Remember, you weren’t the one
Who made you ashamed,
But you are the one
Who can make you proud.
Practice until you get proud, and once you are proud,
Keep practicing so you won’t forget.
You get proud
Translating the Crip
Copyright 2010 by Laura Hershey
November 12, 2010
Can I translate myself to you?
Do I need to?
Do I want to?
When I say crip I mean flesh-proof power, flash mob sticks and wheels in busy intersections, model mock.
When I say disability I mean all the brilliant ways we get through the planned fractures of the world.
When I say living in America today I mean thriving and unwelcome, the irony of the only possible time and place.
When I say cure I mean erase. I mean eradicate the miracle of error.
When I say safe I mean no pill, no certified agency, no danger to myself court order, no supervisory setting, no nurse, can protect or defend or save me, if you deny me power.
When I say public transportation I mean we all pay, we all ride, we all wait. As long as necessary.
When I say basic rights I mean difficult curries, a fancy-knotted scarf, a vegetable garden. I mean picking up a friend at the airport. I mean two blocks or a continent with switches or sensors or lightweight titanium, well-maintained and fully-funded. I mean shut up about charity, the GNP, pulling my own weight, and measuring my carbon footprint. I mean only embrace guaranteed can deliver real equality.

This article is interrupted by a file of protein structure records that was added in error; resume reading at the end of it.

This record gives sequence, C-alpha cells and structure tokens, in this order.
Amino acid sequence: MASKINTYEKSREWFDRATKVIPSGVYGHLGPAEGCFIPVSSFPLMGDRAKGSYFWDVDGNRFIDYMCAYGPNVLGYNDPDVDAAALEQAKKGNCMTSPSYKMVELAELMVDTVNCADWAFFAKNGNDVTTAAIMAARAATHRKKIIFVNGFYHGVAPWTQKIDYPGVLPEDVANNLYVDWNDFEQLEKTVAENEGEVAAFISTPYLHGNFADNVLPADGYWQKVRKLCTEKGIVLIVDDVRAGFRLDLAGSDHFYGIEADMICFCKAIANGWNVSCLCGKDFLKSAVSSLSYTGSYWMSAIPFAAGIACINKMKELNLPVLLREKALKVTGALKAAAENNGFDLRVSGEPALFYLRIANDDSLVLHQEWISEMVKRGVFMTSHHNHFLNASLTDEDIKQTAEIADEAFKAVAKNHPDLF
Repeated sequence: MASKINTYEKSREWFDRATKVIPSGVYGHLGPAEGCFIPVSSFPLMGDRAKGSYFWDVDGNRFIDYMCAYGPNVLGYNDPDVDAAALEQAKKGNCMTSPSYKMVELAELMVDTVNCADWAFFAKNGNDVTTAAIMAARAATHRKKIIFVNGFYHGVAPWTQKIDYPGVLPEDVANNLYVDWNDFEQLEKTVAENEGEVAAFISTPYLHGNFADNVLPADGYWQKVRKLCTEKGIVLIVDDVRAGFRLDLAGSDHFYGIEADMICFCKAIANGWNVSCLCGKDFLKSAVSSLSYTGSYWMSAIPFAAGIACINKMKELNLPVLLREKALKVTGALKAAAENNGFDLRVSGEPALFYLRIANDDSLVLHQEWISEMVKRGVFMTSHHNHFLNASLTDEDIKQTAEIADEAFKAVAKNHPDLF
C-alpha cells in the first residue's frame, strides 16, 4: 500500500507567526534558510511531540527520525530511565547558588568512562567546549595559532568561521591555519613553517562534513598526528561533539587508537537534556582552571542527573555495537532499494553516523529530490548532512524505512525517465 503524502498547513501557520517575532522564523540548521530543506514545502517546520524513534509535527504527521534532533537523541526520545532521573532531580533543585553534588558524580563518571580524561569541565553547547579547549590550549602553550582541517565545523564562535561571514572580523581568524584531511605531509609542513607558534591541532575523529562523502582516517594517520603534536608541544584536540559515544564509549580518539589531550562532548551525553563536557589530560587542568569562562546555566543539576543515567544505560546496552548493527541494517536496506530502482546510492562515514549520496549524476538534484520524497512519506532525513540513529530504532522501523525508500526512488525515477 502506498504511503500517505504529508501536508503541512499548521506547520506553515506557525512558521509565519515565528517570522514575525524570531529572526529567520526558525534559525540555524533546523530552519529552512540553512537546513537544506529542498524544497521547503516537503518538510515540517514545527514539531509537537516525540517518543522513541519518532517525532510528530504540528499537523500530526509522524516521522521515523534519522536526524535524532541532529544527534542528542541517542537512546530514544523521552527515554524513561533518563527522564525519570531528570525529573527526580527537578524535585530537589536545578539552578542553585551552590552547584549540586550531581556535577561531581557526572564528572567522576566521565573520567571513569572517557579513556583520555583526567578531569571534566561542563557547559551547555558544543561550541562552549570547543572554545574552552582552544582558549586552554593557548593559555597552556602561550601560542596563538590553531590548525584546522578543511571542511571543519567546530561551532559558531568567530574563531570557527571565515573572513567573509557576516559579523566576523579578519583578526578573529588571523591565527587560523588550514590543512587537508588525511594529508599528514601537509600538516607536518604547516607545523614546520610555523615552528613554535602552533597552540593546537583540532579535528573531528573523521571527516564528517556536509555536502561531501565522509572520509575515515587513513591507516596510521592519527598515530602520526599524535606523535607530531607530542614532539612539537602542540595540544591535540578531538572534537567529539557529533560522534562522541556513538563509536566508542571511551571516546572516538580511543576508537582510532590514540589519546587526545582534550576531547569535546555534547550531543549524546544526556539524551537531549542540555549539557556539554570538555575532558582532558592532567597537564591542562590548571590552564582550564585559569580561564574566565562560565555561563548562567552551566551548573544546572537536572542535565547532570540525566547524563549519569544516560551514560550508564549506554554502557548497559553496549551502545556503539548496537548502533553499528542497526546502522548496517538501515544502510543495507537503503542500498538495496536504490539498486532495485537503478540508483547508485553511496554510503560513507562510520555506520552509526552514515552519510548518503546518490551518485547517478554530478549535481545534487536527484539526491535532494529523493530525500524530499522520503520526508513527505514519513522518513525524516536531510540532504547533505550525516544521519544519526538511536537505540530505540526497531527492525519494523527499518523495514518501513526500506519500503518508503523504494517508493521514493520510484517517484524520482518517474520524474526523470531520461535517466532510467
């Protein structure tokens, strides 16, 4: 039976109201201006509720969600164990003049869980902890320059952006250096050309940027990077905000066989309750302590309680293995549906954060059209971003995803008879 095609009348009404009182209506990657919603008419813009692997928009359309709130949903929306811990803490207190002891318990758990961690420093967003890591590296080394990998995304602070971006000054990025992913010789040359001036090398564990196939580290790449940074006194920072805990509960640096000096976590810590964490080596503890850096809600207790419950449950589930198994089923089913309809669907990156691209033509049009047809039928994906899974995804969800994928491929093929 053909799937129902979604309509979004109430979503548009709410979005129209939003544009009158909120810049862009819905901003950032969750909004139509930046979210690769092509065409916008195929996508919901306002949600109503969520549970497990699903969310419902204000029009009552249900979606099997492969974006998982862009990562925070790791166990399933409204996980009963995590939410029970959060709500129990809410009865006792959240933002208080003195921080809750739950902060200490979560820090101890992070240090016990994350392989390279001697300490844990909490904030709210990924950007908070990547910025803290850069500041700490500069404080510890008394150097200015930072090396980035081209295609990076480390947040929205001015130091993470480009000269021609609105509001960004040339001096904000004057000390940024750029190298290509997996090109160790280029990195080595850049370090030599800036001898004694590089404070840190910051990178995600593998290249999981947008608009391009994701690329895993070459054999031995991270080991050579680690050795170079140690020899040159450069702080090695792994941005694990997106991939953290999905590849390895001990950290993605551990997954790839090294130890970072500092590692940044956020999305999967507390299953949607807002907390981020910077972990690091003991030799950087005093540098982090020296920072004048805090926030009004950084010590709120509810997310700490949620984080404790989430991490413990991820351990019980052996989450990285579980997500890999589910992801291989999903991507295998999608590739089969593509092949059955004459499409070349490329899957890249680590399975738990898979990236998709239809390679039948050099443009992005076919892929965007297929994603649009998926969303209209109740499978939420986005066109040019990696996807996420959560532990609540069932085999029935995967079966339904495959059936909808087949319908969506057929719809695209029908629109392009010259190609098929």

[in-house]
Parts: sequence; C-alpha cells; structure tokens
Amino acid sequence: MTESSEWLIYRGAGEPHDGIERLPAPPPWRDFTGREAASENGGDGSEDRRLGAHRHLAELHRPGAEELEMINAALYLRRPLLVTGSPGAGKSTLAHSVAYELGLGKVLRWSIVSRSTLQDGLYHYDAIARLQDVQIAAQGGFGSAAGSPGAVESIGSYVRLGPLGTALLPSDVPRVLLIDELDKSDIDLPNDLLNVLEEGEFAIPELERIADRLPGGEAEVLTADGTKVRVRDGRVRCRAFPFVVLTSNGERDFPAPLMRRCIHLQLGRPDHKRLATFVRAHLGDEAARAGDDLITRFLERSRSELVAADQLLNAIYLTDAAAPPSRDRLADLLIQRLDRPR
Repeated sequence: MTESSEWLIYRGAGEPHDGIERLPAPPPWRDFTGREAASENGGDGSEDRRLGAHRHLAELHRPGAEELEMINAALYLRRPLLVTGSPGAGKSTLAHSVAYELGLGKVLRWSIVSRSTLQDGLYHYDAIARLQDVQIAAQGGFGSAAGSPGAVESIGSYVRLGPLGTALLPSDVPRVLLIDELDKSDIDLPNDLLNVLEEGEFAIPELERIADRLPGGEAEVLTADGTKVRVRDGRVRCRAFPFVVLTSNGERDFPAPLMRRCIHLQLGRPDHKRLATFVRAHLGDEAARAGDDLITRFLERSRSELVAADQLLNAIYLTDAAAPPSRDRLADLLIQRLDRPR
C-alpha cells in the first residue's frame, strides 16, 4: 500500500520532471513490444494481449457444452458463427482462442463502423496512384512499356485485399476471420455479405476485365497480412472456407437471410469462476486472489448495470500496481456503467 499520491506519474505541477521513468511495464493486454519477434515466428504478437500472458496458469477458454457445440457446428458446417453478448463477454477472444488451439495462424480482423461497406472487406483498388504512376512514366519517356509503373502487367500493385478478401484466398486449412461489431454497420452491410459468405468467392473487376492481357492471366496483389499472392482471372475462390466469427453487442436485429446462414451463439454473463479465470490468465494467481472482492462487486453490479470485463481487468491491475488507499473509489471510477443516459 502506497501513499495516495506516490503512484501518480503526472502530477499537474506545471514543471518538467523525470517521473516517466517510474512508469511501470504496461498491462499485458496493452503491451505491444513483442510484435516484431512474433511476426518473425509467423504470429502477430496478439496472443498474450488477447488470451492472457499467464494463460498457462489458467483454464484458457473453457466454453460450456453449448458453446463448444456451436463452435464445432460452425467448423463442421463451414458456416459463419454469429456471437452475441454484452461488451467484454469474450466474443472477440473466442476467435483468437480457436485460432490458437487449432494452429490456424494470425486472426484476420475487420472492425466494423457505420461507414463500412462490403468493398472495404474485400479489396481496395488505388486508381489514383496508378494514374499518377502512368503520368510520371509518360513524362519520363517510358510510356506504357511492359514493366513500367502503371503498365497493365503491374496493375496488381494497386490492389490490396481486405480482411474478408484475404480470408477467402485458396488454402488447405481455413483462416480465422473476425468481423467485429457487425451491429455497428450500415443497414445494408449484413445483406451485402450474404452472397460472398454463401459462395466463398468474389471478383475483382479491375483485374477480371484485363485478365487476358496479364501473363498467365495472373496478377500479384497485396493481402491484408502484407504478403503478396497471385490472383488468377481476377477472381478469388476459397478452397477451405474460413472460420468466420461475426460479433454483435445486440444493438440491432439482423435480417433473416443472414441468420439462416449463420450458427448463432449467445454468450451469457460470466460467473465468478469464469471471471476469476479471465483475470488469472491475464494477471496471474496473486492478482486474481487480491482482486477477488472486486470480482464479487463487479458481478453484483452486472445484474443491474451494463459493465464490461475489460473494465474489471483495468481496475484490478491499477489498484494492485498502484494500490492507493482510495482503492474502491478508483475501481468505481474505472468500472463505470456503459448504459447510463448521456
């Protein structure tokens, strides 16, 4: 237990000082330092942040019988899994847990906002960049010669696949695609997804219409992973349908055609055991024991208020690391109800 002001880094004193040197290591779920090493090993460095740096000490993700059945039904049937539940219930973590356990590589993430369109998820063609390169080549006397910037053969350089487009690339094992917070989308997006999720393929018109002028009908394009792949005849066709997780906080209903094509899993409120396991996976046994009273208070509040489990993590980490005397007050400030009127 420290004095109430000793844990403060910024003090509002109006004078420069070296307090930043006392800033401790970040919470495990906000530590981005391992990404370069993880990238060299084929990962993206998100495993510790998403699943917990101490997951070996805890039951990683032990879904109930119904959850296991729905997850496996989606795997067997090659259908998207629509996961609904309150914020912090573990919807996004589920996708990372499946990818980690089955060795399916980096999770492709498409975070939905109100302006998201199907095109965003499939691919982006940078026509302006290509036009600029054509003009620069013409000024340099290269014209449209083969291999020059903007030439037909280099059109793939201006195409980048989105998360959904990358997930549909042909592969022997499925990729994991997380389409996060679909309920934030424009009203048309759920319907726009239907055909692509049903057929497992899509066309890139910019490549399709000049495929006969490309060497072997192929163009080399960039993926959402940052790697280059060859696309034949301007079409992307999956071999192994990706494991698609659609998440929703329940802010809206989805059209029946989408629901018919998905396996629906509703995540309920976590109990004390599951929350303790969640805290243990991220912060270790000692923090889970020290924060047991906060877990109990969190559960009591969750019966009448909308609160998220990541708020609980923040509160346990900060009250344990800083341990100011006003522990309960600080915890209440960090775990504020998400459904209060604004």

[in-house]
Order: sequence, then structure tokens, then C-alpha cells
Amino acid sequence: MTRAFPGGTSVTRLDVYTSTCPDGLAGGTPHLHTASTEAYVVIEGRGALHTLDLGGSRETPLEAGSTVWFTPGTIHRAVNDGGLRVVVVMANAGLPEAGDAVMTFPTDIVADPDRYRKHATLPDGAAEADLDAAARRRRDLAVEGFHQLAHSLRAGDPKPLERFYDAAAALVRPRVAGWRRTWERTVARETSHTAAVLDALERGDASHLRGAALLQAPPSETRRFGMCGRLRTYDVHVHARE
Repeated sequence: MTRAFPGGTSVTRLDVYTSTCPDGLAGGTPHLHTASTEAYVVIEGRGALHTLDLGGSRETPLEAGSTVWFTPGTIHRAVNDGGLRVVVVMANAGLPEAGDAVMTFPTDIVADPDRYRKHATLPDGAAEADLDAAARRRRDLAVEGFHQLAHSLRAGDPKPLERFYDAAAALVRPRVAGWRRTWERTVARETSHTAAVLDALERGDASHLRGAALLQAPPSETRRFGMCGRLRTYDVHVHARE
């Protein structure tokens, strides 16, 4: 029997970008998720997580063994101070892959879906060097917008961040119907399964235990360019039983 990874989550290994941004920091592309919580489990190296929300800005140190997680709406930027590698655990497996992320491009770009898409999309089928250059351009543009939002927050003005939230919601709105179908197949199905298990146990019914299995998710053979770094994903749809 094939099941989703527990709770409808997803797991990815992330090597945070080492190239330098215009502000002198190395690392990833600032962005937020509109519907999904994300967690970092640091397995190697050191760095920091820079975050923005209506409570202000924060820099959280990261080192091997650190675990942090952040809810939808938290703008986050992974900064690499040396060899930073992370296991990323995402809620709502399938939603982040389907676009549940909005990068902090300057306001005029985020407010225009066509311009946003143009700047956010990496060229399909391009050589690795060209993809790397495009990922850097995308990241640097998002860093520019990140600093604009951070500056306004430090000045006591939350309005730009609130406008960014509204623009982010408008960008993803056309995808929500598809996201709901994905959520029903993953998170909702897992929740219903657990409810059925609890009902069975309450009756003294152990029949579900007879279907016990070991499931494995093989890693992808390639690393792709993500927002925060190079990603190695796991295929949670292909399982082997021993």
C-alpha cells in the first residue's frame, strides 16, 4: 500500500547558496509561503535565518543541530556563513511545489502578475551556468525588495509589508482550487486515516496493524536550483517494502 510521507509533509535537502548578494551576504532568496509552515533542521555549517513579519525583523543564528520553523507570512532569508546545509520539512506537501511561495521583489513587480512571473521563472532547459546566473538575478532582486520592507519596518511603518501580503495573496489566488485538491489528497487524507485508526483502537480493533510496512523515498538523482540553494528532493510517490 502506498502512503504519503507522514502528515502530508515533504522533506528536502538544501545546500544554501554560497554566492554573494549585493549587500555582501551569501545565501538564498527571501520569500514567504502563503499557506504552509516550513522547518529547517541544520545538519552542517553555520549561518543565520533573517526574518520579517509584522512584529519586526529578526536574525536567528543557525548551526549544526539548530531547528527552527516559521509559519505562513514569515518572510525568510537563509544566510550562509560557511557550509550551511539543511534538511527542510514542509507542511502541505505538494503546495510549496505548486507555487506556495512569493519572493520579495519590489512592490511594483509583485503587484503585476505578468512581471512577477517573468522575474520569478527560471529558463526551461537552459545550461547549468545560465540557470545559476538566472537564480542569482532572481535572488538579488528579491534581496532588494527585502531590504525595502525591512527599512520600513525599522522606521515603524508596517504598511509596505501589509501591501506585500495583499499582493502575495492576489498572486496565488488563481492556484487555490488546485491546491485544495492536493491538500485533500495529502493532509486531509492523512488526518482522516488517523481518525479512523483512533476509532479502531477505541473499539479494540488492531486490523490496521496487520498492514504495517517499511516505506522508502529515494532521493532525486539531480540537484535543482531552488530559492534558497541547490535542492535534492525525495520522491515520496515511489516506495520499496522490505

When I say high-quality personal assistance services I mean her sure hands earning honorably, and me eating and shitting without anyone's permission.
When I say nondisabled I mean all your precious tricks.
When I say nondisabled privilege I mean members-only thought processes, and the violence of stairs.
By dancing I mean of course dancing. We dance without coordination or hearing, because music wells through walls. You're invited, but don't do us any favors.
When I say sexy I mean our beautiful crip bodies, broken or bent, and whole. I mean drooling from habit and lust. I mean slow, slow.
When I say family I mean all the ways we need each other, beyond your hardening itch and paternal property rights, our encumbering love and ripping losses. I mean everything ripples.
When I say normal I don't really mean anything.
When I say sunset, rich cheese, promise, breeze, or iambic pentameter, I mean exactly the same things you mean.
Or, when I say sunset I mean swirling orange nightmare. When I say rich cheese I mean the best food I can still eat, or else I mean poverty and cholesterol. When I say promise I mean my survival depends on crossed digits. When I say breeze I mean finally requited desire. When I say iambic pentameter, I mean my heart's own nameless rhythm.
When I say tell the truth I mean complicate. Cry when it's no longer funny.
When I say crip solidarity I mean the grad school exam and the invisible man. I mean signed executive meetings, fighting for every SSI cent.
When I say challenges to crip solidarity I mean the colors missing from grant applications, the songs absent from laws. I mean that for all my complaints and victories, I am still sometimes more white than crip.
When I say anything I know the risk: You will accuse me of courage. I know your language all too well, steeped in its syntax of overcoming adversity and limited resources. When I say courage I mean you sitting next to me, talking, both of us refusing to compare or hate ourselves.
When I say ally I mean I'll get back to you. And you better be there.
We love you, Laura.